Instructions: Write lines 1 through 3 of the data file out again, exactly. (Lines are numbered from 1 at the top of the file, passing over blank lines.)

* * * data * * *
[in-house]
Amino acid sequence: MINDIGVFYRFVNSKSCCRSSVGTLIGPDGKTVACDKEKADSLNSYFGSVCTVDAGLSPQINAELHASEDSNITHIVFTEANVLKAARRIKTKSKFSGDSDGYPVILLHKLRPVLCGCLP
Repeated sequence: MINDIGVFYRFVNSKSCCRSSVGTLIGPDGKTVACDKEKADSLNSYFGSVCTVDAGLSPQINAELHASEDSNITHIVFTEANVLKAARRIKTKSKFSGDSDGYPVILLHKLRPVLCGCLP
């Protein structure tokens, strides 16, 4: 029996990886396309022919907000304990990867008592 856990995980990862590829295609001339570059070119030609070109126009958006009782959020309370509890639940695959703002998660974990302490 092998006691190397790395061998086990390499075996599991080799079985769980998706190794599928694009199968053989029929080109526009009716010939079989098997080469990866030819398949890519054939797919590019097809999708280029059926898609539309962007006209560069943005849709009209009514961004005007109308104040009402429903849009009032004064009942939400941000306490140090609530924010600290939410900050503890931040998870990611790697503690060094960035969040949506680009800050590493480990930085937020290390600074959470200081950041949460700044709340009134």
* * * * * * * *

[in-house]
Amino acid sequence: MINDIGVFYRFVNSKSCCRSSVGTLIGPDGKTVACDKEKADSLNSYFGSVCTVDAGLSPQINAELHASEDSNITHIVFTEANVLKAARRIKTKSKFSGDSDGYPVILLHKLRPVLCGCLP
Repeated sequence: MINDIGVFYRFVNSKSCCRSSVGTLIGPDGKTVACDKEKADSLNSYFGSVCTVDAGLSPQINAELHASEDSNITHIVFTEANVLKAARRIKTKSKFSGDSDGYPVILLHKLRPVLCGCLP